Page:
[Community-news] OLPC News (2008-08-12)

Jim Gettys jg at laptop.org
Tue Aug 12 11:45:52 EDT 2008

Community News

A weekly update of One Laptop per Child August 12, 2008

India: Nicholas and David Cavallo spent Monday in Mumbai with Satish
Jha, president of OLPC India, under the aegis of Reliance. The day’s
events included a national video conference, a meeting with Johny
Joseph, chief secretary of 

the state of Maharashtra and a lecture to the Asia Society. Maharashtra
is huge, with 100 million people, or about 10 percent of India’s total

On Tuesday, Reliance and the Digital Bridge Foundation organized a
one-day workshop for teachers, laptop donees and volunteers. The goal
was to provide a basic understanding of the XO and the OLPC approach to
learning in a saturated deployment. The program motivated many attendees
to launch new XO deployments and also to improve existing XO sites in

On Wednesday a similar workshop was held in Goa, organized by Dr. Rita
Paes, the director of a local teachers’ college, and sponsored by the
Goa Chamber of Commerce. Just as in Mumbai, more people and sites were
engaged. With the support of local business and the teachers’ college,
they will pursue a statewide deployment initiative for Goa, which
already is advanced in providing connectivity and computers to schools.

Nicholas, David, Satish, Manusheel Gupta and the Reliance team also
visited the remote Vastishala Khairat-Dhangarvada School, 81 km from
Mumbai, where Carla Gómez Monroy deployed XOs some months ago. The
children sang for their visitors, and presented them with red roses.
Sandeep Surve, Khairat’s single teacher, believes deeply in the OLPC
program. “Education through XOs has completely solved educational
problems like child absenteeism, parent-teacher interaction, and lack of
interest towards education,” he said. “Children relish coming to school
every day, and their interest towards education has risen dramatically.”


Haiti: It was a busy week at OLPC Haiti as the team wrapped up the
summer camp at Republique de Chili. Every major television and radio
station came out as well as several government officials, including the
ministers of education and communication and public works. One of the
second graders showed off her problem-solving skills to the minister of
education. When her computer lost power as she was attempting to
demonstrate her very impressive work in E-toys, the student ran to
charge her laptop while a reporter held the minister's attention. Within
five minutes she returned with a gentle tug on the minister’s sleeve,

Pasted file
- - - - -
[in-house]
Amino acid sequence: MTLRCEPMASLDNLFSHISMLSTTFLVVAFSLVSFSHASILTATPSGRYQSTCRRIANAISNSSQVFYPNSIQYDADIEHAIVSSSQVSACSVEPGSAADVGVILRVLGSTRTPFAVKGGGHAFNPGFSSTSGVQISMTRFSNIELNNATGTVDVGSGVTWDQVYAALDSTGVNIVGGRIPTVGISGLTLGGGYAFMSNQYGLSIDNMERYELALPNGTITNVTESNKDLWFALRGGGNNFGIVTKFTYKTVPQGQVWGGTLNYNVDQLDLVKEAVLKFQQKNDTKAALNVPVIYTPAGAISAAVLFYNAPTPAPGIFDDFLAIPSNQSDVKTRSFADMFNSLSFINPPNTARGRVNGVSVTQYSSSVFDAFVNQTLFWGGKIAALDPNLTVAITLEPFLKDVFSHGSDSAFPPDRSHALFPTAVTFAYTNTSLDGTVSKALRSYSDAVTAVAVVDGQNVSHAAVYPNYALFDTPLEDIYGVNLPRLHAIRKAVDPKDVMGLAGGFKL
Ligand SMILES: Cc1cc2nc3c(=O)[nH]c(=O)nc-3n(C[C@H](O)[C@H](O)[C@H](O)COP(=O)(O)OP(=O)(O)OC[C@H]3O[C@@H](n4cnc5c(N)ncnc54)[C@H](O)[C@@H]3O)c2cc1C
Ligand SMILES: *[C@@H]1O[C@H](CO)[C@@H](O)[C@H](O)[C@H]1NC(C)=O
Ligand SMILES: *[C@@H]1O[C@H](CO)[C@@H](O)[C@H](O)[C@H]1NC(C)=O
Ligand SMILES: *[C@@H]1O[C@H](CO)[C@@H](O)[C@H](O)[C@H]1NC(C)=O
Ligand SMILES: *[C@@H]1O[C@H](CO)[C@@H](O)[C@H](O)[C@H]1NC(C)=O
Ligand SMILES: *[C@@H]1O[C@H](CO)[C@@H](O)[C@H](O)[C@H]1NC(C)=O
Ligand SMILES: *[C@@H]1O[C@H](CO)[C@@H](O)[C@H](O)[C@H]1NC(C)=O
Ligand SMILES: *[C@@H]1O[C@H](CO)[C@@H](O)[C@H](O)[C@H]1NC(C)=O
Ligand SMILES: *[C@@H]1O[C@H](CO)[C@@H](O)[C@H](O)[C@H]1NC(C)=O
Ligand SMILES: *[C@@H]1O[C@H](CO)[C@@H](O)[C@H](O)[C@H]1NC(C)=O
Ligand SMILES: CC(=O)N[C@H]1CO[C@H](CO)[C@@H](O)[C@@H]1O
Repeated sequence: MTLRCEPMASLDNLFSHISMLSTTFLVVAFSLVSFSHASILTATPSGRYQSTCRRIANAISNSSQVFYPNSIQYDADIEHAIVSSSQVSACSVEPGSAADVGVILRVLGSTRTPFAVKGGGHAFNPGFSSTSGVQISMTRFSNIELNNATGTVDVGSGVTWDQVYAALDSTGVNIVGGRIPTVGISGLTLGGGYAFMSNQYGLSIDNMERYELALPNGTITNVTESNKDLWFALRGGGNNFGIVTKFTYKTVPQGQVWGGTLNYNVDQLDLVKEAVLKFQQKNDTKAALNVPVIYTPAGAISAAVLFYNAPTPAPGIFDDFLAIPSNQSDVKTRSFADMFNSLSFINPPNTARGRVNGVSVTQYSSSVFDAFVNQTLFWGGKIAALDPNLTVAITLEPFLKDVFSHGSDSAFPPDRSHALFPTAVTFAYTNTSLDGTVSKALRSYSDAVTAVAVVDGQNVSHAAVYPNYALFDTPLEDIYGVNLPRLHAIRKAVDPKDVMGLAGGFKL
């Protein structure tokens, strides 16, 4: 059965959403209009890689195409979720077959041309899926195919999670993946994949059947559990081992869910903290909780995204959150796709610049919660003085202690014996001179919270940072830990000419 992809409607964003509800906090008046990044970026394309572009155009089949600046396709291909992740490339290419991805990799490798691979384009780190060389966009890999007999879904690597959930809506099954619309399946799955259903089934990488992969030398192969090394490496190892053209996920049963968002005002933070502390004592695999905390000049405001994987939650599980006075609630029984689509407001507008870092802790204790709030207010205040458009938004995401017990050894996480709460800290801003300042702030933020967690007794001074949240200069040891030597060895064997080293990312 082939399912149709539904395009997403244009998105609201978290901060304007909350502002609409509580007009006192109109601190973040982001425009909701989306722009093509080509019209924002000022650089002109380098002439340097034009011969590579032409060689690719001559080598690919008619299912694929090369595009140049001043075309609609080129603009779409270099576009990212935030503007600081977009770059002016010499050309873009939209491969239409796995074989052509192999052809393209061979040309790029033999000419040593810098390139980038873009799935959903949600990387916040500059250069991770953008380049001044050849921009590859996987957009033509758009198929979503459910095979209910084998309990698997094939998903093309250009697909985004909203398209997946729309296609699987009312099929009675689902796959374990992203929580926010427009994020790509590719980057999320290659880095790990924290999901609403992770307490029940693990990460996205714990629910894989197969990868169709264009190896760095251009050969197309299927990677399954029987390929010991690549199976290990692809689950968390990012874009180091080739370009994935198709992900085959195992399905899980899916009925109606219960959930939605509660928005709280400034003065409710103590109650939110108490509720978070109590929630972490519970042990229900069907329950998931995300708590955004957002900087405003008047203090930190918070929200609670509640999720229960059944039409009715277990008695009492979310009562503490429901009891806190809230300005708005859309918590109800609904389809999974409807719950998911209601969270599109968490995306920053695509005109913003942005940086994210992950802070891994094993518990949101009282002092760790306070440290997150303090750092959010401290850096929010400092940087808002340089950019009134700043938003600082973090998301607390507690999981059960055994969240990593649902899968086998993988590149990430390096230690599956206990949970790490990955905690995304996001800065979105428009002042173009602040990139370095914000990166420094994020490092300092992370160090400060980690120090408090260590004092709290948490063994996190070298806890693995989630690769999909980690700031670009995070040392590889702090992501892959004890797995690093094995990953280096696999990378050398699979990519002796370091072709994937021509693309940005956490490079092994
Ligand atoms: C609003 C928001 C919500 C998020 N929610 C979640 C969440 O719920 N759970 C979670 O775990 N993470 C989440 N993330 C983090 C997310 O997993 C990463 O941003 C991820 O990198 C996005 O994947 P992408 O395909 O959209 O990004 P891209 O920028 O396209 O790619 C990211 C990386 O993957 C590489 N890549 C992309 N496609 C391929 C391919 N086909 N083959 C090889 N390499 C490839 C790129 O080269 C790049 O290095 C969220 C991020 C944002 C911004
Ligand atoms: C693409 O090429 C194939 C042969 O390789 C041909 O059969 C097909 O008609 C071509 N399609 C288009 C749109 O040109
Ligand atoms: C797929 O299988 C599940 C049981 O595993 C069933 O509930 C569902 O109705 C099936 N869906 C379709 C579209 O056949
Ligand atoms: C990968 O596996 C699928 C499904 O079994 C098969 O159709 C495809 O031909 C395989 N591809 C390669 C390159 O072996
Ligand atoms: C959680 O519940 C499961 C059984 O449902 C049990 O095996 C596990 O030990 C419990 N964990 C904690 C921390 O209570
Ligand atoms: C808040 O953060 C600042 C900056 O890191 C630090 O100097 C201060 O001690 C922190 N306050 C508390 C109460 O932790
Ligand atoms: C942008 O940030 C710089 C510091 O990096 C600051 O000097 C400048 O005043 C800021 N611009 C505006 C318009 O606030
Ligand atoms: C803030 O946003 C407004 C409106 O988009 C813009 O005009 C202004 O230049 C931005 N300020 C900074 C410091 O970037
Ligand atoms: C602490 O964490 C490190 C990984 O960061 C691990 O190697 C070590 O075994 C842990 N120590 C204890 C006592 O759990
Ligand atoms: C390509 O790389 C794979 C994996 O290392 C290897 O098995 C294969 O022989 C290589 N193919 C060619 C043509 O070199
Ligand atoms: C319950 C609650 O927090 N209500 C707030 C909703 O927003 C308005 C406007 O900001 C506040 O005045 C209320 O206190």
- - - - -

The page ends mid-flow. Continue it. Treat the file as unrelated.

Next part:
excited and determined to display her work.


At the end of camp, the teachers wrote reports on their personal XOs for
the Ministry of Education. They were uniformly enthusiastic about the
program, and training team, and impressed with how the kids easily
worked with one another. They thought the training period was too short,
that the students’ parents should have been more involved and they asked
for more content.

The team spent the rest of the week working on the operations manual.
This was both a content-driven task and a team-building exercise, led by
national coordinator Guy-Serge Pompilus, and organized into three parts
- administration, technology and pedagogy.

The translation of Pootle is now 67 percent complete, and the core
system is 97 percent finished. Translation of the Getting Started OLPC
guide is in progress, and the team is double-checking the current
translation because many volunteers did not use Haitian kryol. They also
have started to translate Scratch, as well as finish Etoys.

Here is an FAQ for the translation

Rwanda: This week saw the first teachers’ development workshop,
conducted from Wednesday to Sunday in the Regional ICT Research and
Training Center. Sixty-five teachers participated from the three launch
schools in the districts of Kagugu, Nonki and Rwamagana. 

The core team involved the teachers in simple XO activities, such as
using the camera, text editor, and Speak. They explored mobility by
taking activities outside the classroom. The main goal was to break any
initial fear among the teachers, and to make them comfortable with
exploring the laptop by themselves. They also used more complex tools
such as Scratch, doing basic programming to create short dialogs in a
very playful way. 

The experience was valuable to the core team, too, for they will be the
ones to provide long-term support as the deployment expands to more
schools. The OLPC team feels they are gaining broader acceptance from
other ministries and organizations. The national coordinator, the
primary participants, the core team, and the OLPC team continue to
develop a strong collaboration. People are very enthusiastic.


China: The Summer Olympics aren’t the only big news coming out of
Beijing. Nortel Networks is setting up a research and development center
in the capital to develop localized software activities and content for
One Laptop per Child in China. Anthony Wong, Manu Gupta, Robert and
Darah Tappitake are working with Eric Lauzon, CIO of Nortel Asia and
Teresa Oon, IT and Business Operations head to develop a framework for
this project. 

1. Michail, Ricardo, Kim, Javier, Ronak Chokshi from Marvell and all the
Nortel people involved with OLPC conferred in Cambridge on how to
advance Nortel's 

involvement with OLPC's mesh. It was decided that for now Nortel would
have the strongest positive impact by assisting Ricardo with his MAD –
Mesh Adaptation Daemon - effort and helping to fine tune the wireless
driver. MAD is a user space process that watches mesh statistics and